We follow the various phases of the Secure Software Development and Operations Lifecycle (SecSDOL).
This cycle is continuously repeated from development to deployment and involves continuous improvement and adjustments, informed and guided by leading standards and frameworks such as the NIST Cybersecurity Framework and the ISO 270xx Standards.
By employing these measures, we continuously seek to optimize our approach to security.
We partner to build secure-by-design environments
The second element to Building Securely is we partner to build secure-by-design environments based on a zero trust architecture. The concept of zero trust is based on the philosophy that companies should trust no one, inside or outside the network – treating users as an “unknown” until they prove their identity to gain access to the network.
Our cloud environment development relies on one standard, secure development, and an operations lifecycle. This approach allows our DevSecOps team to agree on and implement a consistent approach to security.
Supported cloud environments can be categorized into these three main areas:
- The first is SAP’s cloud environment called the SAP Converged Cloud.
- The second type of environment is SAP utilizing our partnerships with cloud service providers such as AWS, Microsoft Azure, and Google Cloud Platform to manage and deploy our customer’s assets.
- The third is a customer data center option involving technology partners Dell, Lenovo and HPE, where we deliver the speed and agility of the cloud to the customer’s data center. This allows them to meet ever-changing regulatory requirements and protect the sovereignty of their data, while benefitting from cloud economics and scalability.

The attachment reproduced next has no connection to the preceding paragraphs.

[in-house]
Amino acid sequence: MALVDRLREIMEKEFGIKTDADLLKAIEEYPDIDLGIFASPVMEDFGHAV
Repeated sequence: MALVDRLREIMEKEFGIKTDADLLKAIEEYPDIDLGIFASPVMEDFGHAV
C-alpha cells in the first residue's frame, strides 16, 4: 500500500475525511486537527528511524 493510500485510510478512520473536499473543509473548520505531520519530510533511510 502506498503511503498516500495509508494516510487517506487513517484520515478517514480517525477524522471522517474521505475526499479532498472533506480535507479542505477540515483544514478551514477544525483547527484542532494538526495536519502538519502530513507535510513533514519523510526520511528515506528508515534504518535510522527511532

Offering advanced solutions and services for secure applications and data
The third element of building securely are the advanced solutions and services SAP offers that help our customers meet their responsibilities to secure applications and data. These solutions are available in addition to our standard security features in our cloud offerings.
Our solutions help address challenges in the areas of:
- Identity and access management
- Data transparency and sovereignty
- Threat detection and code analysis
- Risk Management
- Privacy governance.
Shift-Left, Secure-by-Design and Collaboration to keep data secure
The origin of most cloud security breaches lies in infrastructure misconfigurations unintentionally exposing resources, known vulnerabilities in the software stack of the solution, and leaked credentials via source code repositories or configuration files.
The secure software development and operations lifecycle (SecSDOL) is central to SAP’s security approach, including security controls every step of the way in development. Ideally security issues are caught early and fixed within the development cycle (“shift left”).
SAP can only meet this challenge by understanding that we have a shared destiny: The only way we can keep SAP’s cloud secure is by collaborating across organizational silos, enabling our developer teams to make security compliance easier, and to meet security policies as early as possible in the development lifecycle.
This circle of collaboration extends beyond our own internal processes to include our customers and partners in both public and private sectors with the understanding we depend on each other. Together we make the world run better, securely.
Editorial support: Michael Baxter